Editor’s note: OSF HealthCare is a sponsor of Chambanamoms.
From OSF HealthCare
As a registered nurse, Angela Farnan has spent 32 years in the pediatric intensive care unit (PICU) and neonatal intensive care unit (NICU) at OSF HealthCare Children’s Hospital of Illinois where she cares for the smallest and sickest kids.
Along with her fellow OSF Mission Partners, she embraces each child as if they’re family.
“The good Lord put us where we are for a reason,” Angela said. “We truly give our heart and soul in caring for these kids.”
While Angela cares for kids dealing with all types of conditions, since 1991 her focus has been taking care of kids undergoing treatment at the Congenital Heart Center at OSF Children’s Hospital in Peoria. It is the only comprehensive congenital heart program in the state that cares for kids and adults outside of Chicago.
A new baby comes to the PICU
Angela always wanted children, and it wasn’t until after she married her husband, Rick, that she found out she couldn’t get pregnant.
But Angela didn’t dwell on that fate. She had her kids in the PICU.
“When someone asks me how many kids I have, I tell them it depends on the day. Sometimes 15 or 20,” she said. “God has a plan for all of us. I’ve been working in the PICU a long time, and in my heart, I know that’s where God wants me to be.”
On May 30, 2017, a newborn boy named Blaze came to the PICU. He’d been born with hypoplastic left heart syndrome (HLHS), a congenital heart defect that was detected in utero. The defect leaves most of the left side of the heart too small and underdeveloped with just one pumping chamber.
Dr. Mark Plunkett, a pediatric heart surgeon with the Congenital Heart Center at OSF Children’s Hospital, said the condition requires a series of at least three operations. The first surgery usually happens during the first week of life.
“It’s a very complex operation and is one of the highest mortality operations we perform,” Dr. Plunkett said. “Most kids will go home after about a month or more. These are babies requiring intensive care and at-home monitoring.”
If a family is unable to provide the intensive care the baby requires, they stay in the hospital or go into medical foster care.
A temporary home
Blaze had his first surgery when he was just three days old.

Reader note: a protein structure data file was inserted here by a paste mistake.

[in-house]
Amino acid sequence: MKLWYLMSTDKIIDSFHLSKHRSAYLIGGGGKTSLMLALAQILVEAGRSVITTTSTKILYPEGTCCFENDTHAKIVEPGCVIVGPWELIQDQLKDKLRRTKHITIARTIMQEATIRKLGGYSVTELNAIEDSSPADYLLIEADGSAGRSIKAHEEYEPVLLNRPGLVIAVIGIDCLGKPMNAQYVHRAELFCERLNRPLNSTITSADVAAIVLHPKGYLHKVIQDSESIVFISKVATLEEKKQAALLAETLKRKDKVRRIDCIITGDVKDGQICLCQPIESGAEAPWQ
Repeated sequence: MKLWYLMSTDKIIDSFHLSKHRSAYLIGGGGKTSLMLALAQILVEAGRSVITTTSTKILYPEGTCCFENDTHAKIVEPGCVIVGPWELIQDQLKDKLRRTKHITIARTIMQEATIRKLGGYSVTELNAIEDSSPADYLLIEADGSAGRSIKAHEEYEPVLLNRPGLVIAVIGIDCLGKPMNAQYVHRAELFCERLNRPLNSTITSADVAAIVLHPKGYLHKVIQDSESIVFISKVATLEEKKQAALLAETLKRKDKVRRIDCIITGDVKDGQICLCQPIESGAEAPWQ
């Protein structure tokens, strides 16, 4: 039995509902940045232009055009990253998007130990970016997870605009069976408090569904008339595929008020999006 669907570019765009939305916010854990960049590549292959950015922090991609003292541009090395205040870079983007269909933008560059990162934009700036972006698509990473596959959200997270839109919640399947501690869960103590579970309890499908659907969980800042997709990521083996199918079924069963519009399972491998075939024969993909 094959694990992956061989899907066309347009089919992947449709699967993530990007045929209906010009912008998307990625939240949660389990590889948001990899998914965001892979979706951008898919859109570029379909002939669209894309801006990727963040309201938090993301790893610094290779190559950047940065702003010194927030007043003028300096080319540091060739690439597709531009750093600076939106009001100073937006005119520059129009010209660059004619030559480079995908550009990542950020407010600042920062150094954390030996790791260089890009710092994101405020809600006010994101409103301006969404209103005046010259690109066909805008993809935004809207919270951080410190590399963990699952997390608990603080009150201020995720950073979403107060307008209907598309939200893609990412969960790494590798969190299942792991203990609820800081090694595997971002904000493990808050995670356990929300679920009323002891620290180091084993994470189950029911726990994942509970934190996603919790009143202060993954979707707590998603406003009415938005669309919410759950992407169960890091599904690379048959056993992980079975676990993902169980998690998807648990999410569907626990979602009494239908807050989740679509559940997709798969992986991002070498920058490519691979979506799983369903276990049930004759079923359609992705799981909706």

A feeding issue prolonged his hospital stay. His family didn’t live near OSF Children’s Hospital in Peoria and didn’t have the resources to provide the care Blaze needed at home.
Angela was a member of his care team. Wanting to help his family, she decided to become a medical foster home for Blaze.
Angela told Rick about Blaze, and he was on board with having short-term guardianship to provide the baby with a safe environment.
During the foster stay, Angela remained in contact with Blaze’s family, updating them on his progress and the upcoming surgery.
“We had him here a couple weeks when we just fell in love with him,” Angela said.
Time for the second surgery
Blaze’s parents traveled to Peoria for the surgery on March 20, 2018.
It was then the mother asked the Farnans if they’d consider taking Blaze on a more permanent basis.
“We didn’t even look at each other. Rick and I didn’t need to have a discussion. We said, ‘absolutely,’” Angela said. “She said she wanted to be a good mom, and I told her she was a great mom and never let anyone tell her differently. She made a very tough decision to do what she felt was right for Blaze.”
The adoption was finalized June 8.
On that day, the courtroom at the Peoria County Courthouse was packed with family, friends and co-workers of Angela and Rick, including Dr. Plunkett.
“It was truly one of the most memorable and heartwarming events I’ve had the privilege and honor of attending,” he said. “There was so much love and joy in that courtroom.”
Blaze will require at least one more surgery and a lot of follow-up doctor visits, tests and monitoring, as with anyone born with a congenital heart defect. This follow-up care is available through OSF Children’s Hospital satellite clinics, such as the one at OSF HealthCare Heart of Mary Medical Center in Urbana.
Blaze, who turns 2 in May, is ornery. He loves blowing kisses, the outdoors, music, dancing and knocking down blocks.
Angela becomes emotional when asked how it feels to be a mom, to have the baby she hoped to have with Rick.
“I go to bed every night and thank God for the opportunity to be a parent. I pray over him every night. He is truly a blessing,” she said.
“I used to come home and would need like a half hour to decompress. Now, I come home and he’s so excited to see me – it lifts me. I don’t need that half hour anymore. I just need that face and that smile. I can have the worst day and all I want to do is get home and see him. It just makes it all better.”